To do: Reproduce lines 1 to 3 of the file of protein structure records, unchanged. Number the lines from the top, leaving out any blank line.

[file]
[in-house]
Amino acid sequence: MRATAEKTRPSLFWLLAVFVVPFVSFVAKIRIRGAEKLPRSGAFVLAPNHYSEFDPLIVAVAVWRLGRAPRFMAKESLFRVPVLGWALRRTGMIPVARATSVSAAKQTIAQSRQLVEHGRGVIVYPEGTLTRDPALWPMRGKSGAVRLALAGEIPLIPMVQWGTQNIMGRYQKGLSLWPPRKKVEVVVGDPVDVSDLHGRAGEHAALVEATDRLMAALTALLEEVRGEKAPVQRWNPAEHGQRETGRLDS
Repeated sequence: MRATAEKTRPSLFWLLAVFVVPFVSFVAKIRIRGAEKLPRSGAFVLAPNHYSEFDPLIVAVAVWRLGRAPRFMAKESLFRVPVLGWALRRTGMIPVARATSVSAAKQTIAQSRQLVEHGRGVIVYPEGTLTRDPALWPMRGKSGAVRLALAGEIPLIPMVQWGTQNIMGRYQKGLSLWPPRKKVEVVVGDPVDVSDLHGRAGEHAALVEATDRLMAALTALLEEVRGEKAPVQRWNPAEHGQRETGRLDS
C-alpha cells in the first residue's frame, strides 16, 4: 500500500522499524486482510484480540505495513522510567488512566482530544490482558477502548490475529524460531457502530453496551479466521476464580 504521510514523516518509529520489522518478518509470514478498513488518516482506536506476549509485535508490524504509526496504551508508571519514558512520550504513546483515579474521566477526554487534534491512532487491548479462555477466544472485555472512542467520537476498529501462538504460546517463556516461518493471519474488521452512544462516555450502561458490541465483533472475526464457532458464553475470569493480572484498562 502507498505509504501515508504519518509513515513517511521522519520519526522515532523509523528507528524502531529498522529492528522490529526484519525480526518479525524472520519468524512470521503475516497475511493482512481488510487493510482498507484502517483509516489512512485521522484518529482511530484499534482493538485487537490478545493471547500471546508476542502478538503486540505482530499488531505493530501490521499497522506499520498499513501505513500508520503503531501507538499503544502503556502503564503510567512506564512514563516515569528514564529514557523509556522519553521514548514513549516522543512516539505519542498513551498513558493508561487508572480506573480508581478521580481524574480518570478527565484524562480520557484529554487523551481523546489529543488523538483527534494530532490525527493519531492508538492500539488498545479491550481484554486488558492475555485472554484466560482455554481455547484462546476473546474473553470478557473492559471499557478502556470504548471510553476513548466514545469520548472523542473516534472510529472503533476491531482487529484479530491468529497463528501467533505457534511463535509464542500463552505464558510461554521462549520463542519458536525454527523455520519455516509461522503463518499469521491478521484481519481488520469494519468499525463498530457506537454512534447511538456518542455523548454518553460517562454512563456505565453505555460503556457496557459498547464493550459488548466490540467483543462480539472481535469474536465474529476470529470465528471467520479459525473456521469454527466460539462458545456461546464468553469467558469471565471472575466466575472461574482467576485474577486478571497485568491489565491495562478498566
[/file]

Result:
[in-house]
Amino acid sequence: MRATAEKTRPSLFWLLAVFVVPFVSFVAKIRIRGAEKLPRSGAFVLAPNHYSEFDPLIVAVAVWRLGRAPRFMAKESLFRVPVLGWALRRTGMIPVARATSVSAAKQTIAQSRQLVEHGRGVIVYPEGTLTRDPALWPMRGKSGAVRLALAGEIPLIPMVQWGTQNIMGRYQKGLSLWPPRKKVEVVVGDPVDVSDLHGRAGEHAALVEATDRLMAALTALLEEVRGEKAPVQRWNPAEHGQRETGRLDS
Repeated sequence: MRATAEKTRPSLFWLLAVFVVPFVSFVAKIRIRGAEKLPRSGAFVLAPNHYSEFDPLIVAVAVWRLGRAPRFMAKESLFRVPVLGWALRRTGMIPVARATSVSAAKQTIAQSRQLVEHGRGVIVYPEGTLTRDPALWPMRGKSGAVRLALAGEIPLIPMVQWGTQNIMGRYQKGLSLWPPRKKVEVVVGDPVDVSDLHGRAGEHAALVEATDRLMAALTALLEEVRGEKAPVQRWNPAEHGQRETGRLDS